The Conservative Party has claimed it is now the "party of the poor" in another attempt by David Cameron to invade Labour's natural territory.
Oliver Letwin, the Tories' policy chief, declared that the party now has "an array of policy" to tackle inequality, help the poor and achieve what Gordon Brown's "centralised approaches" have failed to accomplished.
Citing the decision by the London Mayor, Boris Johnson, to implement a £7.40-an-hour "living wage" for Greater London Authority staff, he said the Tories were "leading the way on low pay".
Writing in the New Statesman, Mr Letwin said: "It is one of the ironies of the political scene that the leading advocates of radical change to achieve progressive goals are now to be found in the Conservative Party."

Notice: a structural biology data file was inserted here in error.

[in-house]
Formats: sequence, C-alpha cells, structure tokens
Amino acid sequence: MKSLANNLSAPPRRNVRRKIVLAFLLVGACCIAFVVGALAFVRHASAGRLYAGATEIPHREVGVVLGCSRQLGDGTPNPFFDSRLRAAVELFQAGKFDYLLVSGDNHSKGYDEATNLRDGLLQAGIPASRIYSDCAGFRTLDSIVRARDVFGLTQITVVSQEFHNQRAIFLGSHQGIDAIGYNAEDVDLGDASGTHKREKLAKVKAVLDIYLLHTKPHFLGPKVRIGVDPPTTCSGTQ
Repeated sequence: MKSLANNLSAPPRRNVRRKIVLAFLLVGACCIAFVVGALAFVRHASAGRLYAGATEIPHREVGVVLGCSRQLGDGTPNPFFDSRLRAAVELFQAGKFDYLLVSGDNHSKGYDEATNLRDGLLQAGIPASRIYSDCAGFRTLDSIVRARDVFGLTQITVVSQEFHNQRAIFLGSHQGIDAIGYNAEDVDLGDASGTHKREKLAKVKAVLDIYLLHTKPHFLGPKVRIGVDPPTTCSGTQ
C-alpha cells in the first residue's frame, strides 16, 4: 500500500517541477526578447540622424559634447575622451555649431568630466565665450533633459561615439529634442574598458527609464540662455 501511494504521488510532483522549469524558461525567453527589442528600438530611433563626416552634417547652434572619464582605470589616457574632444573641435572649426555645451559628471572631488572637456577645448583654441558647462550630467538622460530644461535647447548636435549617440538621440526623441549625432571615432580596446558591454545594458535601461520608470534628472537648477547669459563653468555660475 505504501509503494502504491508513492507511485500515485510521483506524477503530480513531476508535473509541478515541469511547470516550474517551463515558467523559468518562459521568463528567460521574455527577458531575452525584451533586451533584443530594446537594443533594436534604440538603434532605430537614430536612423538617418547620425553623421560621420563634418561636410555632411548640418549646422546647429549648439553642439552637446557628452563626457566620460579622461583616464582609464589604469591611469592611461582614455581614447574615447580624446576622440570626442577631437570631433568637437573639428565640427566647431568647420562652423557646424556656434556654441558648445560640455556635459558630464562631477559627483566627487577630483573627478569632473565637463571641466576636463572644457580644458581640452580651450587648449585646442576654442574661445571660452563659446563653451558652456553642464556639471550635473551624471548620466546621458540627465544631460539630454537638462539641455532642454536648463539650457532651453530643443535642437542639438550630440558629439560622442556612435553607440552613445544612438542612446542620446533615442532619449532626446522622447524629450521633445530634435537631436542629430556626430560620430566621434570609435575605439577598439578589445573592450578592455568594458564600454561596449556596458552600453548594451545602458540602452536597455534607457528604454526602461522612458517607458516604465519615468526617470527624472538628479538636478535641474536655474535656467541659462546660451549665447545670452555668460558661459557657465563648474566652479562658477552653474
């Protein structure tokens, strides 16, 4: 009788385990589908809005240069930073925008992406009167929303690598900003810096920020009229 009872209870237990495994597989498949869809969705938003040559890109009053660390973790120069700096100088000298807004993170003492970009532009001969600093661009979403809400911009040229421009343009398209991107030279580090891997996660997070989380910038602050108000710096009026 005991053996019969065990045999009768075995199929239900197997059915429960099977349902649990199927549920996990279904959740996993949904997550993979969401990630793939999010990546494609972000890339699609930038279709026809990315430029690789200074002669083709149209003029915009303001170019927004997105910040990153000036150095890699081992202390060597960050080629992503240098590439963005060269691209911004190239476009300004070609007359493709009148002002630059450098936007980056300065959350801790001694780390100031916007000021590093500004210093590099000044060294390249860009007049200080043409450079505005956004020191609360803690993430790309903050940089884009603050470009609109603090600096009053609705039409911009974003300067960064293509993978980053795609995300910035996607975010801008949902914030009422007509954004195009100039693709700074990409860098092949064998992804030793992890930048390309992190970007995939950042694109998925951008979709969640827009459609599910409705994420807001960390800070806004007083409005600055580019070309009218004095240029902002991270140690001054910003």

His claim will irritate Mr Brown, who accuses the Opposition of being "all spin, no substance". Ministers point out that the Tories have stopped short of matching Labour's target of abolishing child poverty by 2020, saying it is only an "aspiration".
Mr Letwin's move came as Gordon Brown and Alistair Darling slapped down calls from some ministers, trade unions and Labour activists for the Government to cut taxes for the low paid by raising them for people earning more than £100,000 a year.
"It is not something we are considering," said a Downing Street source. Mr Darling believes that a tax rise for such earners would send a "wrong signal" to people on less than £100,000 and damage Labour's attempt to show it was a "party of aspiration". A Treasury source said: "It is not on his agenda."
As The Independent disclosed yesterday, calls for a revamp of the tax system will be proposed when Mr Brown attends a meeting of Labour's national policy forum a week today.